What’s the key to maintaining strong relationships with clients Maintaining honest, transparent relationships is key to developing productive long-term relationships. A broker must act in their client’s best interest, which might not result in the highest fee to the agent. It is imperative to maintain the long view. The best relationships will have dozens of transactions but it only takes one mishandled transaction to destroy trust.

How do you try to stand out from other brokerage firms in Atlanta? Being a relatively young firm, we must be innovative and energetic to compete in a crowded market. Our agents utilize cutting-edge technology in creative ways to best market our inventory. Social media and mass communication allow us to instantly connect with the local real estate and business communities. We utilize our background in finance and development to properly understand property valuations and execute in what is becoming a challenging economic environment.

How has having a young staff benefited your company? I believe our team – though relatively young in age – has the tools, experience and hustle to outcompete any of our peers. Many of our agents grew up with technology and they have the necessary skill set to utilize complex data with ease. This has given Rise an edge in research and marketing, which greatly benefits our clients. However, I stress to my young agents that technology is an important tool but it will never replace the importance of personal relationships. We combine traditional methods with the latest in technology to service our clients.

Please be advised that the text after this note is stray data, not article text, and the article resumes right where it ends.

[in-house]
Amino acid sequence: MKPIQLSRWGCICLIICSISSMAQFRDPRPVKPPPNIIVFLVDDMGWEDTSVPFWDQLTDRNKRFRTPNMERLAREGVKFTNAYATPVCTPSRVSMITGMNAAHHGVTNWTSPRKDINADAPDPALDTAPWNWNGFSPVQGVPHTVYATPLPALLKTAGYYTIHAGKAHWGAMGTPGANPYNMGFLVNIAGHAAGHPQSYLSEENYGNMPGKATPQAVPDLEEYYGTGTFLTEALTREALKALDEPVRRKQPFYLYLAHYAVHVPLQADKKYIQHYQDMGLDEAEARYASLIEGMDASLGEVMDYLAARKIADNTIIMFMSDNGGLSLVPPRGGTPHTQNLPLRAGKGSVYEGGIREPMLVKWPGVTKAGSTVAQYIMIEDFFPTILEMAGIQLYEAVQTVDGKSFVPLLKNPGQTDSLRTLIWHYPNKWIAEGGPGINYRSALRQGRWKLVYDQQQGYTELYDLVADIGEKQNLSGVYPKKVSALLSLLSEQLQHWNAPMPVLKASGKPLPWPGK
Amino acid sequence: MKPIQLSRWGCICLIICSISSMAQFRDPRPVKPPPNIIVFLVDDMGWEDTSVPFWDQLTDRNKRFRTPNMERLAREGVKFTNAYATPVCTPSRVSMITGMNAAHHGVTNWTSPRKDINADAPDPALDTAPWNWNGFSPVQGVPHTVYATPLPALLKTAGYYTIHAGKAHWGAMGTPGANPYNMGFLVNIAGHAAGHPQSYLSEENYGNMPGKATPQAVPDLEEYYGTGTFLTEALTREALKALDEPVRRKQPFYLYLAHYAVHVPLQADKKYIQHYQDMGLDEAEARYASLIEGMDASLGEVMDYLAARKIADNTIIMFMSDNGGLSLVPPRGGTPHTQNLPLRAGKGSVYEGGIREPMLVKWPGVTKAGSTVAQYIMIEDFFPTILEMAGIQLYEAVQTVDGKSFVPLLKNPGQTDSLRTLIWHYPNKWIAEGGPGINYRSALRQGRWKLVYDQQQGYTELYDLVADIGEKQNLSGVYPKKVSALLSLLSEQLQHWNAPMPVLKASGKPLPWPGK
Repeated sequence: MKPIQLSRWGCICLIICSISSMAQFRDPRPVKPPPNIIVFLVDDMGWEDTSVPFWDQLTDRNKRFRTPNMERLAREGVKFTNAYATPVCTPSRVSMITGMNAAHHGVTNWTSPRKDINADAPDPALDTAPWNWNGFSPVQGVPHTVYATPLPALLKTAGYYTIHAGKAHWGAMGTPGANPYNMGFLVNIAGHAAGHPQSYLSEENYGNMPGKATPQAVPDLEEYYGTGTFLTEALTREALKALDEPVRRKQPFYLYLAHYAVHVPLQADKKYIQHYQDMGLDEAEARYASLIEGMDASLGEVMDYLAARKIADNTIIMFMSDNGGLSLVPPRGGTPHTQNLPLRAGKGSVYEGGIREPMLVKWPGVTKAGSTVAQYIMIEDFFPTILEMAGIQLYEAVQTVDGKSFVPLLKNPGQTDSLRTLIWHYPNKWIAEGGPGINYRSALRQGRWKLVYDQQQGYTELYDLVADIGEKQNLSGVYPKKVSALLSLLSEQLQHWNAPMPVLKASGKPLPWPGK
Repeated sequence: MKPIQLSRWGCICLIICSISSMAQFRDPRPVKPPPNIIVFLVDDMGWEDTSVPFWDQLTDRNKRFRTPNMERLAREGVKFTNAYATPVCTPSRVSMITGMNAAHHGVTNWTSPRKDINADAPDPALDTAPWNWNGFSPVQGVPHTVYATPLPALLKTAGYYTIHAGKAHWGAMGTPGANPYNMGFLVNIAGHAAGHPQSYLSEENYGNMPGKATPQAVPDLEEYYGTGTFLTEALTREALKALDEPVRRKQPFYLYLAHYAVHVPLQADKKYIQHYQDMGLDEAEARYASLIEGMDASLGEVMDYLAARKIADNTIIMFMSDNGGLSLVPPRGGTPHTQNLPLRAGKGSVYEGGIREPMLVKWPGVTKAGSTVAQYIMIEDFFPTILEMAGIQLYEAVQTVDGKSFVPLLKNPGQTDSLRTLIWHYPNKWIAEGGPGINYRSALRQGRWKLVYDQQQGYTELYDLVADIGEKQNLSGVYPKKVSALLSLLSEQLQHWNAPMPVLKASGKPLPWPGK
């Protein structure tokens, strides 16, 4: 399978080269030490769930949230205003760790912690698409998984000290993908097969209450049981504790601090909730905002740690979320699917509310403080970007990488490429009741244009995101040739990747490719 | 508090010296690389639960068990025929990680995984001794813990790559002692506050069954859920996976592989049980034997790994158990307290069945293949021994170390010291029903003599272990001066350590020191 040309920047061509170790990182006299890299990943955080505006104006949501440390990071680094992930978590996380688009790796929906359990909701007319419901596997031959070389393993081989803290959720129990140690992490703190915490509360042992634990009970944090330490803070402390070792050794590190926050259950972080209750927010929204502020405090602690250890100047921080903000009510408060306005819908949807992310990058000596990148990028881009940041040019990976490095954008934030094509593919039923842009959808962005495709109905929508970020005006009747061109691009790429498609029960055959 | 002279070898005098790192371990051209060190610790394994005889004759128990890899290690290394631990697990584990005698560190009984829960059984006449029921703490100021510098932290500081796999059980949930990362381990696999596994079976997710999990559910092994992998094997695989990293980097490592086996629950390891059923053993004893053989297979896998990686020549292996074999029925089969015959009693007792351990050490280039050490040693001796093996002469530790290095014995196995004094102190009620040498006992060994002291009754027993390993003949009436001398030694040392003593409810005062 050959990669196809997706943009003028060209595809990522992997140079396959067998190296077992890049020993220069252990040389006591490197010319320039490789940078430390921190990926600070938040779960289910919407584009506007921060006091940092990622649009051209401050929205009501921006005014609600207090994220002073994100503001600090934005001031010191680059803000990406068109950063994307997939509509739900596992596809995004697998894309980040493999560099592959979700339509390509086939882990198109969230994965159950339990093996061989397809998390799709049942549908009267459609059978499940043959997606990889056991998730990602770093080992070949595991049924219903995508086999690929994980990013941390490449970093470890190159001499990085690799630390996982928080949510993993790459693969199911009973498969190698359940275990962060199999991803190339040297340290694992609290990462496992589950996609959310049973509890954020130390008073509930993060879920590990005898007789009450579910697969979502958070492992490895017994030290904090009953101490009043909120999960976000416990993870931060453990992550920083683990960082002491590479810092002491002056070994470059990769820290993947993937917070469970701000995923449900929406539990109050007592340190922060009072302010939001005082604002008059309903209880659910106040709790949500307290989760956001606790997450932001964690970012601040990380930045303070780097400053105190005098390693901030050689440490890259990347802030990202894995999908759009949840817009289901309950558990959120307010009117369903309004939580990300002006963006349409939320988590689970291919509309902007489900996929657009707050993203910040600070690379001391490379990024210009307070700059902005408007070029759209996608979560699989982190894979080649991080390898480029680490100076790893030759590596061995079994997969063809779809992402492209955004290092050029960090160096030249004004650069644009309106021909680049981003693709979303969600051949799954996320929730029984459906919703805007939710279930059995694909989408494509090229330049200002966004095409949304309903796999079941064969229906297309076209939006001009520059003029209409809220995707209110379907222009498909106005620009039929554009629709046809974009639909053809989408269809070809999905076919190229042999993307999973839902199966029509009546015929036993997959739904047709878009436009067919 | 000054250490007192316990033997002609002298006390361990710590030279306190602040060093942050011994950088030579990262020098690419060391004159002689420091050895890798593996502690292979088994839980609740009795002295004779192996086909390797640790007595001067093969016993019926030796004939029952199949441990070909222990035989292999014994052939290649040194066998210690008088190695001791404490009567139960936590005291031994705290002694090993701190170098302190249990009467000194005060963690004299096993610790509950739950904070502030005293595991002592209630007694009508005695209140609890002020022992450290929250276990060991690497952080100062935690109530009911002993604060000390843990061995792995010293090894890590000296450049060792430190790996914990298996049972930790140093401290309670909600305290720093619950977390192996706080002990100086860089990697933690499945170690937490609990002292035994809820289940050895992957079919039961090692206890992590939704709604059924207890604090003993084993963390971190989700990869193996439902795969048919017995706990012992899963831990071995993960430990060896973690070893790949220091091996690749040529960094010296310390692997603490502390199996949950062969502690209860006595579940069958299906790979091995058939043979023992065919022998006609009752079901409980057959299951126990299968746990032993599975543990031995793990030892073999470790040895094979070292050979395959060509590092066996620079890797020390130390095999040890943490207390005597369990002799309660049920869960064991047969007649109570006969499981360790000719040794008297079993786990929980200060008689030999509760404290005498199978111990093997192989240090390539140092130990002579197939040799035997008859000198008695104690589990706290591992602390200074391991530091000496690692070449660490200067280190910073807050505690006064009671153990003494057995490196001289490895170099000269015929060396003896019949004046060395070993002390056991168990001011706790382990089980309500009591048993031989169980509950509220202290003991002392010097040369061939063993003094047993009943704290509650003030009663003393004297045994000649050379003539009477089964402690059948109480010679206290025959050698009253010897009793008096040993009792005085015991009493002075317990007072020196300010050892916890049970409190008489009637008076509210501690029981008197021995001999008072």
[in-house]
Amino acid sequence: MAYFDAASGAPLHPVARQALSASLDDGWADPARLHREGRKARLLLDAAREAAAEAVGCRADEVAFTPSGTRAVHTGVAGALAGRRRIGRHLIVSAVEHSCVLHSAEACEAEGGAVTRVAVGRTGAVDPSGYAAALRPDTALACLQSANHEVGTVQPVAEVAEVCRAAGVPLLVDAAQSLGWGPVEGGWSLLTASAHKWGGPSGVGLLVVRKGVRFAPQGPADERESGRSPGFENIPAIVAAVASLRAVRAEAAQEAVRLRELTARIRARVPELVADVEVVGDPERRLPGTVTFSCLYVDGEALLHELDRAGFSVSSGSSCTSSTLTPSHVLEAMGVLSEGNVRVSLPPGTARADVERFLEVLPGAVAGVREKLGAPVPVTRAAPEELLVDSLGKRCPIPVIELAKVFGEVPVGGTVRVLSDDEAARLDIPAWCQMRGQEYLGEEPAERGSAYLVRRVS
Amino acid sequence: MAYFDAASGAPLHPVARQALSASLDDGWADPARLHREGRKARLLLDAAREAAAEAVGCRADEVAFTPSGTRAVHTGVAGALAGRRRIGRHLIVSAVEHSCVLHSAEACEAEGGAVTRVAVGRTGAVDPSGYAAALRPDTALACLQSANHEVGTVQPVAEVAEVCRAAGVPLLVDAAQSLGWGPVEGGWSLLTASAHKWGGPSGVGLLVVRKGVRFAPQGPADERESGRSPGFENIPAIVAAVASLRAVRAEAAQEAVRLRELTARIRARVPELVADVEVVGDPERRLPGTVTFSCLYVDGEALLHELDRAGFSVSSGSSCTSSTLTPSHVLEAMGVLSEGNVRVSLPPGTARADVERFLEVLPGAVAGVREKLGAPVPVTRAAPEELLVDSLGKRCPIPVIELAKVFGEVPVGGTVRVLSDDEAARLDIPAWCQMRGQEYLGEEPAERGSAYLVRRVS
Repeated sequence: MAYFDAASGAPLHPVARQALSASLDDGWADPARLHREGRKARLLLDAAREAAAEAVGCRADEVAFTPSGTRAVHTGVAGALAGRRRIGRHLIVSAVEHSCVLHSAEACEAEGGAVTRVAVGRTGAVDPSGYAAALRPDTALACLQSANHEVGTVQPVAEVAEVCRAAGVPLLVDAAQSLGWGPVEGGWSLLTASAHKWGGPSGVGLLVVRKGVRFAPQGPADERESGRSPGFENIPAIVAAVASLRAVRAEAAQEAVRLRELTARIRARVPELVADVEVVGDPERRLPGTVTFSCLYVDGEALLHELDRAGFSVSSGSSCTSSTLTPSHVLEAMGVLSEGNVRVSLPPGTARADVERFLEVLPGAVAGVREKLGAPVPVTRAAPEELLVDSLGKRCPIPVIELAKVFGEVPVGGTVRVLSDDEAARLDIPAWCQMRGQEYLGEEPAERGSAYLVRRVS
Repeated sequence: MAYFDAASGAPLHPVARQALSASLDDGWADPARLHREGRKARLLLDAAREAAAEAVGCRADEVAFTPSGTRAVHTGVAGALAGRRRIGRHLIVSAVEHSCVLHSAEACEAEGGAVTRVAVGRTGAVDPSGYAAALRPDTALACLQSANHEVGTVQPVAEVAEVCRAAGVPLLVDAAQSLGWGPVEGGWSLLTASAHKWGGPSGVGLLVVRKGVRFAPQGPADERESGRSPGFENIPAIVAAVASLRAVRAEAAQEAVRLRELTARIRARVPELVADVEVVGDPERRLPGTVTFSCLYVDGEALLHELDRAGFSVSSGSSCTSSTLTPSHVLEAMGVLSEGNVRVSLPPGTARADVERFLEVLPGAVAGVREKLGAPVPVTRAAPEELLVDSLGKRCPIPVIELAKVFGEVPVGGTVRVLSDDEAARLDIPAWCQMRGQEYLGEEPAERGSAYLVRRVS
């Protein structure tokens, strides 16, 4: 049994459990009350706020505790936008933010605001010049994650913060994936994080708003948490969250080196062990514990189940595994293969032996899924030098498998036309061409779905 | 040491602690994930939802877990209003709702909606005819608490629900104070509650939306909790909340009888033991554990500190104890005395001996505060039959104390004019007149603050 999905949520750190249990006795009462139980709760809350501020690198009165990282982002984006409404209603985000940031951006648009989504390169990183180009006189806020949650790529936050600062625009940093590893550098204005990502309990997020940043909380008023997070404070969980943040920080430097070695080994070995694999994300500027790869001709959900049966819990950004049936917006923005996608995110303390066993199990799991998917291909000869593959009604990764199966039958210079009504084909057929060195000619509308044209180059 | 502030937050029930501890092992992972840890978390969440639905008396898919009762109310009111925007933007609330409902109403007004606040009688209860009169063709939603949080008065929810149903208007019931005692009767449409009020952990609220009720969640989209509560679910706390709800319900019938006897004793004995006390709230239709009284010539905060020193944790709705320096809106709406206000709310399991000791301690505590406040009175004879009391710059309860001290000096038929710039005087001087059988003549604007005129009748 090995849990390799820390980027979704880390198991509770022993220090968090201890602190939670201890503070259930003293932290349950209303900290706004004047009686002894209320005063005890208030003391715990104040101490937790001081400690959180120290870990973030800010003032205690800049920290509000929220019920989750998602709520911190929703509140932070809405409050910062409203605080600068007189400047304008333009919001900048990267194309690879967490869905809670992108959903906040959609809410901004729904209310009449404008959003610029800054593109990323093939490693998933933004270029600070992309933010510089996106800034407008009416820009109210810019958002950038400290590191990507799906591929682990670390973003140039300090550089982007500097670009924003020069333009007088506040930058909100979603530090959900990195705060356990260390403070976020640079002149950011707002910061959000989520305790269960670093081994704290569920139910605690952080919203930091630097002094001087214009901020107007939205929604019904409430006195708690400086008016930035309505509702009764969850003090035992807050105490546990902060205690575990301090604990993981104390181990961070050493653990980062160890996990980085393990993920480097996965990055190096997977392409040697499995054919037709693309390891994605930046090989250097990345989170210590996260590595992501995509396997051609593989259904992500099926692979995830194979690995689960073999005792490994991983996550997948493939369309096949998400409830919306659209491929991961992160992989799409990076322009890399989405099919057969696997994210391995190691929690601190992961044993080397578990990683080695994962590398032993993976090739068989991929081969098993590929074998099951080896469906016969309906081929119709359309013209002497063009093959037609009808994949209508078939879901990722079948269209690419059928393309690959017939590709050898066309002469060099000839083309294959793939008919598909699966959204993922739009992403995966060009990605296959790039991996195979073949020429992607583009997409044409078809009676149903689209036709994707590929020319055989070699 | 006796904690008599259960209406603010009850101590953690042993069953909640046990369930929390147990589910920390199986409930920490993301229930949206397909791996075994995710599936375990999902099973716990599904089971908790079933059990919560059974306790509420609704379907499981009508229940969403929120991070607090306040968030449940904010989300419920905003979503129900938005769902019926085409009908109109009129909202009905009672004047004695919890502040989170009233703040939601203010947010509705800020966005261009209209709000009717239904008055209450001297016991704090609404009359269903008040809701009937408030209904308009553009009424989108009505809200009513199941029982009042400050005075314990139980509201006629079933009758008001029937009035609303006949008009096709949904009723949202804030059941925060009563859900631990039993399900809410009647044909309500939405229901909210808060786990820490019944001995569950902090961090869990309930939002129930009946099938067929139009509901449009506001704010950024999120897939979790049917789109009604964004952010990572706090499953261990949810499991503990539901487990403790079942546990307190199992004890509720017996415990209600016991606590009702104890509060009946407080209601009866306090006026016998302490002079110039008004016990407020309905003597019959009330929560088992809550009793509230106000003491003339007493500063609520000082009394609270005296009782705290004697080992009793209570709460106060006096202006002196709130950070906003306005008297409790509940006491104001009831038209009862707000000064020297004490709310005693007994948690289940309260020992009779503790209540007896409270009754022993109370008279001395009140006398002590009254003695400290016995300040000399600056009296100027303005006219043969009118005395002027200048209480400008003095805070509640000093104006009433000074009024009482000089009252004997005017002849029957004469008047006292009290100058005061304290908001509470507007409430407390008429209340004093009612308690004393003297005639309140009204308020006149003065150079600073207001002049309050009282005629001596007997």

What advice would you give a young broker or investor just now entering the industry? A real estate professor at University of Georgia once told me, “The connections you make now will be the people you do business with for the rest of your life.” The CRE industry is a relatively tight-knit community, and most of my clients are people I have known for many years. Top performers in the industry never stop networking. If making new friends is something you find easy and enjoyable, this is an incredible career path.

You have a soft spot as an investor for converting old buildings into new uses. What area of Atlanta do you see the most opportunity for new adaptive-reuse projects? Atlanta, given its continued growth, is a city with tremendous opportunity for adaptive reuses. Our downtown market has tremendous potential, with great highway access and public transportation. Finding the right formula to convert office to mixed-use should breathe new energy into Downtown Atlanta. Personally, we see opportunity in converting single-tenant facilities in Atlanta’s suburbs to multitenant facilities. Atlanta continues to have strong small business growth and we are focusing our efforts to serve this market.


Jason Chaliff

Born in: Atlanta

Lives in: Midtown

Age: 35

Current job: Managing director and founder, Rise Property Group and Denali Investment Group

Previous job: Vice president of commercial lending, Wells Fargo and Truist Bank

Education: Bachelor’s of business administration in real estate, University of Georgia; MBA, Emory University’s Goizueta School of Business

Family: Parents Michael and Marla; younger siblings Pamela and Ryan

Hobbies: Skiing, Georgia football, Formula 1, “aspiring Jeopardy contestant”


Tyler Wilkins


Atlanta Business Chronicle